News & Community
Baltimore Women’s March Moves Downtown as Thousands Plan to Participate
This year’s theme encourages voter registration in 2018 elections.
While marches in January 2017 were motivated by the inauguration of President Trump, the upcoming women’s march is focused on a different election—the 2018 midterms.
This Saturday’s theme, Power to the Polls, is meant to encourage voting in the upcoming primary and general elections. The emphasis is to launch a national voter registration drive to increase voter turnout by at least 40 percent.
“Our leaders need to be aware and held accountable for what they are elected to do,” said Baltimore Women’s March organizer Sarah Mogol. “There are so many pieces of legislation this year that affect women’s rights—childcare, family sick leave, Planned Parenthood—and the leaders need to hear our voices.”
The second annual Baltimore Women’s March-March Forward, will take place at 11 a.m. at the War Memorial Plaza downtown to promote social and political change. Following the rally, participants will march to McKeldin Square at the Inner Harbor.
The Baltimore Women’s March last year joined other marches around the country, including the Women’s March in Washington D.C., which drew about 500,000 people to the city. Mogol hopes that this year’s event will bring a similar crowd as last year, if not more.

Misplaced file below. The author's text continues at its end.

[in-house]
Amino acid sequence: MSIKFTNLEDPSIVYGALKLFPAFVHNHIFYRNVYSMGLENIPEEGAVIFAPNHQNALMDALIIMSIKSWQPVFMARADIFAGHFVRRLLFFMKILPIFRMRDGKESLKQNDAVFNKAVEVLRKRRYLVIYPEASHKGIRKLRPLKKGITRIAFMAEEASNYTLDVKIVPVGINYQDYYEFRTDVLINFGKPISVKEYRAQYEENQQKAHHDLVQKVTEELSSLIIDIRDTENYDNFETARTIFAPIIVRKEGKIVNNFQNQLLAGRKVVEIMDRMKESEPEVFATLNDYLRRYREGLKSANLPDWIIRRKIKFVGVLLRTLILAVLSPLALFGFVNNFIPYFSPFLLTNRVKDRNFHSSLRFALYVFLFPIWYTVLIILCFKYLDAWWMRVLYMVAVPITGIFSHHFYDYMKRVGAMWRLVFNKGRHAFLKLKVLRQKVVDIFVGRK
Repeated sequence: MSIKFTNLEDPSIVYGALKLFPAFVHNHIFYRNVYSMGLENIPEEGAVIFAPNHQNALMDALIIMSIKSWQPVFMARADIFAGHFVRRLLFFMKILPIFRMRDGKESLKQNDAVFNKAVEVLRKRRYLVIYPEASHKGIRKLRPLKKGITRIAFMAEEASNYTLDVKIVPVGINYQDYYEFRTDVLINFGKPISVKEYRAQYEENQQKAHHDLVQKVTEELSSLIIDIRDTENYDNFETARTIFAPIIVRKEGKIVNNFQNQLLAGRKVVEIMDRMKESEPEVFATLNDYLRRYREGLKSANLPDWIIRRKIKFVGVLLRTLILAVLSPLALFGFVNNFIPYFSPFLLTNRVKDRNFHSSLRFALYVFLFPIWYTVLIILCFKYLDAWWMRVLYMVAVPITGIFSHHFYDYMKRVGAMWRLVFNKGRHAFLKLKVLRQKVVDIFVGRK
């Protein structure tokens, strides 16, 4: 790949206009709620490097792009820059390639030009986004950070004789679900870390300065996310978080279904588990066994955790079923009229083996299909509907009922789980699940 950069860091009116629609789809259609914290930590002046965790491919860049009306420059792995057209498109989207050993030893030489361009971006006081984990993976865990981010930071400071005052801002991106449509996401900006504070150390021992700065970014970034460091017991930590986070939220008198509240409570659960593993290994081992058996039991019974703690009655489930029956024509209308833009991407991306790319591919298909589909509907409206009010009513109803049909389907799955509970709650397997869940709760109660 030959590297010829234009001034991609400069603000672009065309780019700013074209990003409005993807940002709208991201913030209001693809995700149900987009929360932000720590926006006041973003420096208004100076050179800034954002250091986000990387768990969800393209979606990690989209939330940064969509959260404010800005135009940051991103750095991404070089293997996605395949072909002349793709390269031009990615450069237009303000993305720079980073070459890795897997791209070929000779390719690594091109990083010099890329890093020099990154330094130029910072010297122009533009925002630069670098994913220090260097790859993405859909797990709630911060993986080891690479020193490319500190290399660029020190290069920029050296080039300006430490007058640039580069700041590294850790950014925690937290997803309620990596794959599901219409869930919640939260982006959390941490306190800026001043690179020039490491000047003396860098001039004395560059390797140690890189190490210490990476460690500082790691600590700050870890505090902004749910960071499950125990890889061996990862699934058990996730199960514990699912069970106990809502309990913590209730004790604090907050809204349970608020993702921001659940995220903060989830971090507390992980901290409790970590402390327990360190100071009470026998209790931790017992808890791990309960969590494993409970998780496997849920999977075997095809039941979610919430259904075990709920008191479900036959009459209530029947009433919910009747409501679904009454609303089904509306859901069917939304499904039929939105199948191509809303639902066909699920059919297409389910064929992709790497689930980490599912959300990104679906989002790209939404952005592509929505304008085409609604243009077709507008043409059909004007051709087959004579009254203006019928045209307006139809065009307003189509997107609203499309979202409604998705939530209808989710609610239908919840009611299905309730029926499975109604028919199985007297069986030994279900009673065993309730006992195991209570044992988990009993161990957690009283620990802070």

“This is so important because it’s an opportunity for everybody to get back together,” she said. “Last year’s marches really created such a strong voice and inspired so many people. We saw that when we came to one space and we had our voices together we were able to actually make some really big changes in the world.”
During the rally, Baltimore City health commissioner Dr. Leana Wen, Mayor Catherine Pugh, Senator Ben Cardin, and state’s attorney Marilyn Mosby are among the list of city leaders expected to speak. Mogol stressed that this year’s event is about participation and support for one another—including elected officials—to show that everyone can make a difference, no matter how small the gesture.
A little further south, Brittany T. Oliver, director of local nonprofit Not Without Black Women, which we featured in our January issue, will be speaking at the Women’s March on Washington 2018.
Although it is called the Women’s March, the march is striving to be more inclusive. Mogol says that this march is for “all women and their allies,” and is a safe place for everyone to share their stories in an effort to promote change.
“Democracy demands participation—from everyone,” Mogol said. “It’s about numbers, and support, and showing that we were a collective voice that needs to be heard. It’s also really about action. We need action.”